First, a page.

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Response to Comments: MolDX: NRAS Genetic Testing


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Response to Comments: MolDX: NRAS Genetic Testing
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Response to Comments
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Noridian’s Response to Provider Recommendations (for comment period ending 12/7/2015).

Response To Comments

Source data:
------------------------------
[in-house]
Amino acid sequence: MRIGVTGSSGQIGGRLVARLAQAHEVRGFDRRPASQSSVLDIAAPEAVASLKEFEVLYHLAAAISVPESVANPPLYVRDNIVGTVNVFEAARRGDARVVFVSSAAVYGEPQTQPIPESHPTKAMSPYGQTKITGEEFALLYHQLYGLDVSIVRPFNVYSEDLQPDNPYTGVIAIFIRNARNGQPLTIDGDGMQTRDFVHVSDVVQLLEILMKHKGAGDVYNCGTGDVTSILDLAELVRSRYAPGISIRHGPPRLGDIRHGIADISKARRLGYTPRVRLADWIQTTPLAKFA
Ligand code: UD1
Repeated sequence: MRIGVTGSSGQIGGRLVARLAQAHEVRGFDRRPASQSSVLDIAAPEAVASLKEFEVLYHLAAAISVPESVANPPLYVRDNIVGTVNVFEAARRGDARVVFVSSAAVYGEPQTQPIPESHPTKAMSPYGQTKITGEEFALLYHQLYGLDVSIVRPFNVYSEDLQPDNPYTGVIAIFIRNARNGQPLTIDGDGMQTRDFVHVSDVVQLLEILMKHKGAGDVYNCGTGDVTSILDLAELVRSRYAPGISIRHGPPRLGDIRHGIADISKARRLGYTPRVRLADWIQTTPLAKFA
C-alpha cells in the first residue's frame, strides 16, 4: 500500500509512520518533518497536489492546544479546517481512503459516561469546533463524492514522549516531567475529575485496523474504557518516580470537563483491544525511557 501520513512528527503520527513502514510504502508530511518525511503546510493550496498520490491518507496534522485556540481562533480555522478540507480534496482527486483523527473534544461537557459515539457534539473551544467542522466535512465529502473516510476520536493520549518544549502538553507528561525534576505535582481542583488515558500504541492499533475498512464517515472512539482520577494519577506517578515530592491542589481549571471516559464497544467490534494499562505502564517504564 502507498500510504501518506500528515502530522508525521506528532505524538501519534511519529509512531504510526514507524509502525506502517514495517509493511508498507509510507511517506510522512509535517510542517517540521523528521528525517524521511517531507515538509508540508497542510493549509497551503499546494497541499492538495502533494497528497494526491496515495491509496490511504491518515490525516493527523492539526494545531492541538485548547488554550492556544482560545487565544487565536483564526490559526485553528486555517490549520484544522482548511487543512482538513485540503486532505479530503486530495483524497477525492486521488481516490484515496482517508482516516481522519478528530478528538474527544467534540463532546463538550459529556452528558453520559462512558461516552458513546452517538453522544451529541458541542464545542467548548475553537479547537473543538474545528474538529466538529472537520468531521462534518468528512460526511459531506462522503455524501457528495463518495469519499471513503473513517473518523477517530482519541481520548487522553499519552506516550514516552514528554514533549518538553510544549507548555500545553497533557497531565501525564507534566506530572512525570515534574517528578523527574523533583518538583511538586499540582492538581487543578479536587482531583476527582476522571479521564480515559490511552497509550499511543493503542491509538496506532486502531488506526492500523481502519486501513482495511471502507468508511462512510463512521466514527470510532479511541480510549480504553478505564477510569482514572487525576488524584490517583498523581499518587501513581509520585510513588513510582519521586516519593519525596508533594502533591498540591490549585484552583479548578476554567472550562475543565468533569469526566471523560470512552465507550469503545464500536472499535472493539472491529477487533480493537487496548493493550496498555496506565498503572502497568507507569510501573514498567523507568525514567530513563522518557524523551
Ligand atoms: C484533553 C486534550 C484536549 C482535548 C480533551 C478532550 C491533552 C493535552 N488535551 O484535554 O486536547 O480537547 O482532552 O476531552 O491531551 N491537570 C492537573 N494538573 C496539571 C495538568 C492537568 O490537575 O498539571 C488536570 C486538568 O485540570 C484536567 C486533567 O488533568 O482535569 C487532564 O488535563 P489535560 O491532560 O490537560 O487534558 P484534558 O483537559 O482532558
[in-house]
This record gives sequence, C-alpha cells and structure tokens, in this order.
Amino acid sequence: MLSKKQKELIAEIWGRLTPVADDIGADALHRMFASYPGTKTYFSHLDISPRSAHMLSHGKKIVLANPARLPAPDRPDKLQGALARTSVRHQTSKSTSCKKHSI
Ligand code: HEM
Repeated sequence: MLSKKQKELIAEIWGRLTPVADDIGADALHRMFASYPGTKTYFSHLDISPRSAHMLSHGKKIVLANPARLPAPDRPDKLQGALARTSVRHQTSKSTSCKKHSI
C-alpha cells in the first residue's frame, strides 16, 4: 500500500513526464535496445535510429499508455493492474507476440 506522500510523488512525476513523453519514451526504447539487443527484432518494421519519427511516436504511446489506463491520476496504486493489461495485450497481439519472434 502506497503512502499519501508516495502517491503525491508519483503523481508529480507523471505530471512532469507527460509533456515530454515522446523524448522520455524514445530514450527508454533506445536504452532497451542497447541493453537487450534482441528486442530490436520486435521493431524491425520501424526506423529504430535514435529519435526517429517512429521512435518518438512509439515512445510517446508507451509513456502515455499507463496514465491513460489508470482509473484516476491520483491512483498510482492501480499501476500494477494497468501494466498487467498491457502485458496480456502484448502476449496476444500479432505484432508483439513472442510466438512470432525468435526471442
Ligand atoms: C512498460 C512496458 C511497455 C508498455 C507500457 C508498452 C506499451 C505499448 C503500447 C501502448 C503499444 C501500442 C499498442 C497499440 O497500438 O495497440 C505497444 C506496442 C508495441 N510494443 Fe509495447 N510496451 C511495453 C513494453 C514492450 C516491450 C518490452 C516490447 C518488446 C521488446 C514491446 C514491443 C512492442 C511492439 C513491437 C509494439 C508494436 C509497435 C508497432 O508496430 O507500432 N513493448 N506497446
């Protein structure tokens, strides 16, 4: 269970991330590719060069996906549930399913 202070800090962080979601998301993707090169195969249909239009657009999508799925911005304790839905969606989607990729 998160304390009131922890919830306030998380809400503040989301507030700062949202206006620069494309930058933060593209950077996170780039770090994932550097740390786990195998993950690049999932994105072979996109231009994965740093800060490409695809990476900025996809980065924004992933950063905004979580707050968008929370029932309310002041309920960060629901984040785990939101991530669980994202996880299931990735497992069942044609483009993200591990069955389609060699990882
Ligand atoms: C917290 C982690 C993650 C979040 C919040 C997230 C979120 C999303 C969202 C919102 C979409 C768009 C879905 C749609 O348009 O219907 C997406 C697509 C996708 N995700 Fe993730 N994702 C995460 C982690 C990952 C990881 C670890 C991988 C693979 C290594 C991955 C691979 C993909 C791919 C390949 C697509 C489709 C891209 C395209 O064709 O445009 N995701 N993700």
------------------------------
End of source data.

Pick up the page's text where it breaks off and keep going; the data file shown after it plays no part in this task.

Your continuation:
1NRAS coverage for Thyroid Cancer The requestor states that NRAS is used to stratify thyroid nodules with indeterminate cytology into high risk and low risk of cancer groups. They state the direct treatment ramifications for this high vs low risk subgroup classification are immediate and substantial, with the high risk patients being offered upfront total thyroidectomy as the first line surgical management, and the low risk patients not needing this surgery. This direct molecularly-driven treatment impact on patients with thyroid nodules has been described in multiple peer reviewed publications (Nikiforov YE et al. JCEM, 2009; Cantara et al. JCEM 2010; Nikiforova MN et al. JCEM 2011). In addition the requestors state that the use of mutational testing for NRAS and other genes to guide the management of patients with thyroid nodules with indeterminate cytology has also been recommended by the 2015 guidelines from the American Thyroid Association (Haugen, Bryan R, M.D. 2015 American Thyroid Association American Thyroid Association Management Guidelines for Adult Patients with Thyroid Nodules and Differentiated Thyroid Cancer) These guidelines state that: “molecular testing may be used to supplement malignancy risk assessment data, in lieu of proceeding directly with surgery”.The publications cited by the requestor are observational studies because treatment selection was not based on the results of the testing. Consequently, while the studies demonstrate specific gene associations with follicular indeterminate lesions, none of the articles demonstrates clinical utility – that molecular testing improves patient outcomes or changes physician management. In fact, Cantara et al. note that RAS mutations are mainly associated with cancer (74%) but also with follicular adenoma (26%). As a singular mutation, RAS mutations have little clinical significance. The ATA Guidelines provide a detailed discussion on sensitivity and specificity of mutational testing. The guidelines report that BRAF V600E has been estimated to have a specificity of approximately 99% but that the sensitivity is too low to reliably rule-out the presence of malignancy. As a result, , the authors state that “mutational panels have been expanded to include multiple mutations/translocations including BRAF, NRAS, HRAS, and KRAS point mutations, as well as RET/PTC1, RET/PTC3, with or without PAX8/PPAR? rearrangements and other gene rearrangements fusions. In indeterminate cytology thyroid nodules, the sensitivity of the 7-gene mutational panel testing is variable, with reports ranging from 44% to 100%. The reported variability in sensitivity of mutational analysis with the 7-gene panel in indeterminate nodules suggests that traditional limited mutation panels may not reliably rule out malignancy with a negative test in this population. Next-generation sequencing of an expanded panel of point mutations, single base insertions/deletions (indels), and gene rearrangements fusions has been reported to have a sensitivity of 90% for FN/suspicious for FN FNA cytology specimens from a single center study. The guidelines authors note multiple study limitations that may have biased the study findings. The ATA guideline authors note that “the currently available 7-gene mutational panels have been proposed to be most useful when surgery is favored”, but note that “this is based on the assumption that the surgical approach would be altered with a positive test”, and that “long-term outcome data proving the overall benefit of this therapeutic strategy are needed”. Finally, the ATA authors state that “long-term outcome data from a strategy of using molecular markers in indeterminate FNA specimens to stratify surgical approach are currently lacking”. In other words, the clinical utility of a multiple gene panel, inclusive of NRAS, is absent. The requestor incorrectly states that ATA Recommendation #16 supports “mutational testing for NRAS and other genes to guide the management of patients with thyroid nodules with indeterminate cytology”. The ATA specifically states that “after consideration of clinical and sonographic features, molecular testing may be used to supplement malignancy risk assessment data” in conjunction with informed patient preference and feasibility. The ATA gave Recommendation #16 a “weak” recommendation, with moderate quality of evidence. Up-to-Date notes that RAS mutations are not specific to follicular thyroid cancer. RAS mutations account for a small portion of papillary thyroid cancer, particularly the follicular-variant papillary thyroid cancer, and have been identified in undifferentiated and anaplastic thyroid cancers. This observation suggests that RAS mutation genotyping may assist in identifying follicular thyroid cancer patients with a poor prognosis. However, this finding has not been confirmed. NCCN (Thyroid cancer, version 2.2016) does not address mutation testing for thyroid cancer. In summary, there is little to no evidence that supports the clinical utility for NRAS testing in thyroid cancer.